Restoring Financial Stability : How to Repair a Failed System

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  • Edition: 1st
  • Format: Hardcover
  • Copyright: 2009-03-23
  • Publisher: Wiley
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Praise for Restoring Financial Stability"The Stern School faculty is making an important contribution to the needed debate about how to go about reforming our broken financial system. Plainly, the insights of financial theory need to be better adapted to the practical requirements of maintaining reasonable stability of markets and institutions. Restoring Financial Stability: How to Repair a Failed System helps point the way." -Paul Volcker, Chairman of Economic Recovery Advisory Board and formerChairman of the Federal Reserve (1979-1987)"Although we are yet in the midst of a gigantic global financial crisis, the academics who contributed to this timely and comprehensive compendium have provided us with not only an excellent analysis on each topic, but also timely recommendations as to how to move forward responsibly to develop the next generation of our financial-service industry architecture." -Myron Scholes, Chairman of Platinum Grove Asset Management and winner of the 1997 Nobel Prize in Economics"The authors provide important perspectives on both the causes of the global financial crisis as well as proposed solutions to ensure it doesn't happen again. A must-read for anyone interested or involved in the financial markets." -John Paulson, President and founder of Paulson & Co, Inc."No sustainable economic recovery can take hold until our tattered financial system is not just repaired but, more importantly, until its institutional framework is restructured and new rules of financial behavior are put in place. This book, the work of prominent academicians from a leading school of business, makes an important contribution to the framing of the problems and provides specific recommendations for their solutions. What makes this book especially valuable is its detailed evaluations and analyses covering many spectrums of the marketplace." -Henry Kaufman, President of Henry Kaufman & Co., Inc."This book consists of a set of papers providing a comprehensive and incisive analysis of perhaps the greatest crisis to hit the capitalist system in recent times. The papers are by renowned experts in the area. Together, they constitute an indispensable read for anyone interested in understanding the roots of the crisis and trying to formulate policies to resolve it." -Raghuram G. Rajan, Eric J. Gleacher Distinguished Service Professor of Finance, Chicago Booth School of Business, and former Chief Economist at the International Monetary Fund (2003-2006)

Author Biography

Viral V. Acharya is Professor of Finance at New York University Stern School of Business and London Business School. He is Academic Advisor to the Federal Reserve Banks of New York and Philadelphia and Academic Director of the Coller Institute of Private Equity. Professor Acharya earned a Bachelor of Technology in computer science and engineering from the Indian Institute of Technology, Mumbai, and a PhD in finance from NYU Stern. He lives in New York City with his wife and son.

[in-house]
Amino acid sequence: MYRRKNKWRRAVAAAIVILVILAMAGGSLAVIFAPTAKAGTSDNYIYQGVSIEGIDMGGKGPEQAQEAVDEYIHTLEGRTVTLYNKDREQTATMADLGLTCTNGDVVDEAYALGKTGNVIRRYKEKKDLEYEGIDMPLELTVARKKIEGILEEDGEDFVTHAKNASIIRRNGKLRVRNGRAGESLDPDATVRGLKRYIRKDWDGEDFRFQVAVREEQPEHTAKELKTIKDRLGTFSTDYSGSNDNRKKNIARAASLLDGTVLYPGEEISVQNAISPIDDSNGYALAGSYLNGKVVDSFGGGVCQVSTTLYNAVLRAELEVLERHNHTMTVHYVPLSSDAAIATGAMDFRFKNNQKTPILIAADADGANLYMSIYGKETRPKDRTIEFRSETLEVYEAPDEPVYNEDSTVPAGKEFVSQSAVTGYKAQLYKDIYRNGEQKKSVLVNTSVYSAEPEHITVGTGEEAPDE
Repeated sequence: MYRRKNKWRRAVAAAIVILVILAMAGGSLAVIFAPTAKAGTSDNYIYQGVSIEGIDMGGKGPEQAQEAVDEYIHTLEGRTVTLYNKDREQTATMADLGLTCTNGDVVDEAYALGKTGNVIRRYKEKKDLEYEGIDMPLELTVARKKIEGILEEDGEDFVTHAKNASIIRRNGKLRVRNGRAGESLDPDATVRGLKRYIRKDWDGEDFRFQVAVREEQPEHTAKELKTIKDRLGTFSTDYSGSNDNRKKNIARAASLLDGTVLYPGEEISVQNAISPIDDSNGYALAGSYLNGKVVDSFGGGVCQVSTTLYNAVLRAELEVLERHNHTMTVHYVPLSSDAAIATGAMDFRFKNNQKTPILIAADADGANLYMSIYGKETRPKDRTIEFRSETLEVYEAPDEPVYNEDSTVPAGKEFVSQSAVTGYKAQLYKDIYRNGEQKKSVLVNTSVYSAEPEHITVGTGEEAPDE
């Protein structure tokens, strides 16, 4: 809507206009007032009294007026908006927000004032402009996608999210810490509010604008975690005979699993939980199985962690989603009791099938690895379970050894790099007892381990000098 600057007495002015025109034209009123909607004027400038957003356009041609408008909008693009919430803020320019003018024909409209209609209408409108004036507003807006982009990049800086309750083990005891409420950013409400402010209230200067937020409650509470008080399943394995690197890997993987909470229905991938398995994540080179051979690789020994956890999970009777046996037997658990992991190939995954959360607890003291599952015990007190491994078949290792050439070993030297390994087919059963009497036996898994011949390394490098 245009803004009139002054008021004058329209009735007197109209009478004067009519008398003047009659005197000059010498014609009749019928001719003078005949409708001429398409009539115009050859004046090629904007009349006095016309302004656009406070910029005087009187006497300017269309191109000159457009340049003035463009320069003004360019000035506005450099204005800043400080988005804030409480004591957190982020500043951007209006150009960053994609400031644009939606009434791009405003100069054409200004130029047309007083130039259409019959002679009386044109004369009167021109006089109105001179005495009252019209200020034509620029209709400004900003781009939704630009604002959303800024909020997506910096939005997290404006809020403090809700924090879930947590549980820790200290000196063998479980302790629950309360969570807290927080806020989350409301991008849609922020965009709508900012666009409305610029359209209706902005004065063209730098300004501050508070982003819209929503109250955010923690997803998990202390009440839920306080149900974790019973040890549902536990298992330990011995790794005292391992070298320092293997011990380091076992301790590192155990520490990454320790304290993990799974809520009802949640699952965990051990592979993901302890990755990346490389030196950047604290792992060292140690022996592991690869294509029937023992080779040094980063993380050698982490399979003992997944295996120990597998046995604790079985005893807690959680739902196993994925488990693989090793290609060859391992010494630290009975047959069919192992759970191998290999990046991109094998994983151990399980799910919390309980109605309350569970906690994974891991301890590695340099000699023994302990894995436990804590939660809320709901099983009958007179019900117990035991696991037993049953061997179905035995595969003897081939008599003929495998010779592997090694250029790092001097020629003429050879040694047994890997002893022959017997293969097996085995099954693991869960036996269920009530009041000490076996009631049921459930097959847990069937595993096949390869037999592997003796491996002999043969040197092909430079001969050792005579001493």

Matthew Richardson is the Charles E. Simon Professor of Financial Economics and the Sidney Homer Director of the Salomon Center for the Study of Financial Institutions at New York University Stern School of Business. Professor Richardson received his PhD in finance from Stanford University and his MA and BA in economics concurrently from the University of California at Los Angeles. He lives in New York City with his wife and three children.

Table of Contents

Forewordp. xi
Acknowledgmentsp. xiii
Prologue: A Bird's-Eye View The Financial Crisis of 2007-2009: Causes and Remediesp. 1
Causes of the Financial Crisis of 2007-2009p. 57
Mortgage Origination and Securitization in the Financial Crisisp. 61
How Banks Played the Leverage Gamep. 83
The Rating Agencies: Is Regulation the Answer?p. 101
Financial Institutionsp. 117
What to Do about the Government-Sponsored Enterprises?p. 121
Enhanced Regulation of Large, Complex Financial Institutionsp. 139
Hedge Funds in the Aftermath of the Financial Crisisp. 157
Governance, Incentives, and Fair Value Accounting Overviewp. 179
Corporate Governance in the Modern Financial Sectorp. 185
Rethinking Compensation in Financial Firmsp. 197
Fair Value Accounting: Policy Issues Raised by the Credit Crunchp. 215
Derivatives, Short Selling, and Transparencyp. 229
Derivatives: The Ultimate Financial Innovationp. 233
Centralized Clearing for Credit Derivativesp. 251
Short Sellingp. 269
The Role of the Federal Reservep. 277
Regulating Systemic Riskp. 283
Private Lessons for Public Banking: The Case for Conditionality in LOLR Facilitiesp. 305
The Bailoutp. 323
The Financial Sector Bailout: Sowing the Seeds of the Next Crisis?p. 327
Mortgages and Householdsp. 341
Where Should the Bailout Stop?p. 353
International Coordinationp. 363
International Alignment of Financial Sector Regulationp. 365
About the Authorsp. 377
Indexp. 381
Table of Contents provided by Ingram. All Rights Reserved.

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